If a church has a limited budget, what should they, in your opinion, focus upon first?
The first thing a church needs is a well-designed, engaging website. Eighty percent of all first-time guests already visited your website first. Next, a church needs to have a plan to spread excitement in a multi-channel approach. Excitement about your involvement in a church can be contagious and easily spread through social media. It’s also a good idea to have simple invitations like business cards in every member’s pockets while out at work or school. A church can post on their Facebook page and have its members ‘share’ it on their own Facebook pages for a more organic and free promotion. Facebook loves to see daily posts with images and engagement. Video is king in social media. I recommend using Facebook schedulers, Facebook Live videos, share and commenting on every post as well as checking in while at church as ways to reach more people. You can ‘boost’ a post on Facebook for relatively cheap and still reach hundreds, if not thousands (depending on how much money you put into the promotion). After covering the online traffic, I suggest door hanger invitations or ‘we prayed for you’ messages, as they are a very inexpensive and effective way to create community awareness.
What is your company, how did you get started in this, and what does your company offer?
L&L Graphic Solutions is a single source solution for all marketing needs. We serve churches with design, printing and promotional product distributorship. We offer design and web development, online marketing, apparel, signage, and capabilities to print a logo or a message on over 850,000 products.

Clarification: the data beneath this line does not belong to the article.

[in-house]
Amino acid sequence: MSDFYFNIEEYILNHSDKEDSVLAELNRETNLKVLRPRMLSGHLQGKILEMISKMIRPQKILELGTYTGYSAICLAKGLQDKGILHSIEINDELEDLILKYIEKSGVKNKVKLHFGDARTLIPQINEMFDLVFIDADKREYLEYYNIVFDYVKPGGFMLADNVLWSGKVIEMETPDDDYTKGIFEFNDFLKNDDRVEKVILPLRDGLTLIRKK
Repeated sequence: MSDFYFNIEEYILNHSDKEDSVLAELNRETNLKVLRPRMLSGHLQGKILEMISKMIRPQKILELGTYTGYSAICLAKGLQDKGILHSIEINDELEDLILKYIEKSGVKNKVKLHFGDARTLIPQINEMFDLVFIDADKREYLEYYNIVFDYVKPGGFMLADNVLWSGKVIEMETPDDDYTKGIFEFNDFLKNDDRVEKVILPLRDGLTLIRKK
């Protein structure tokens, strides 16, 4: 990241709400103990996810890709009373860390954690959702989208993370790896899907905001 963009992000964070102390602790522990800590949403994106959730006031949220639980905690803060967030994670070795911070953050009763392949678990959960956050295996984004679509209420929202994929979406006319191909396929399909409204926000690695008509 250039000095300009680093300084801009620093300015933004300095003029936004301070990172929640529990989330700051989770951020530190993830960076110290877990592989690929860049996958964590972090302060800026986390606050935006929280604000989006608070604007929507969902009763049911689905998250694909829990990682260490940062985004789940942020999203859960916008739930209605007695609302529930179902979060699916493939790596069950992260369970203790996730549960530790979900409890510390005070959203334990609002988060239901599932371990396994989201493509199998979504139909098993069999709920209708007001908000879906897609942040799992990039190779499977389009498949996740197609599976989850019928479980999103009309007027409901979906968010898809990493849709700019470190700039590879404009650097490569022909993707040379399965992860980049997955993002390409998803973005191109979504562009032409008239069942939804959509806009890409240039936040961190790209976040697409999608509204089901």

Any success stories? Who is successfully using your products?
Using Facebook marketing for The Life Church of Glenview’s Multi-Cultural Family Fest in the summer of 2017, we attracted more than 300 guests and had at least five families, including a family from Indiana, come back to a service. My company was grateful to have helped nine Kraft Foods bakeries across America rebrand their building, signage, and uniforms into Mondelez’ International, a successful two-year, several hundred thousand dollar project. We do most of the promotional products and apparel work for the Special Olympics of Illinois. Our big event Facebook promotion was successful in launching a local thrift store’s big one-day event and increase their revenue by 200%. Additionally, many camps, retreats, and youth convention committees have called on us for t-shirt printing and signage.
Phone number: 847-258-4002
Christina Li, Author, Journalist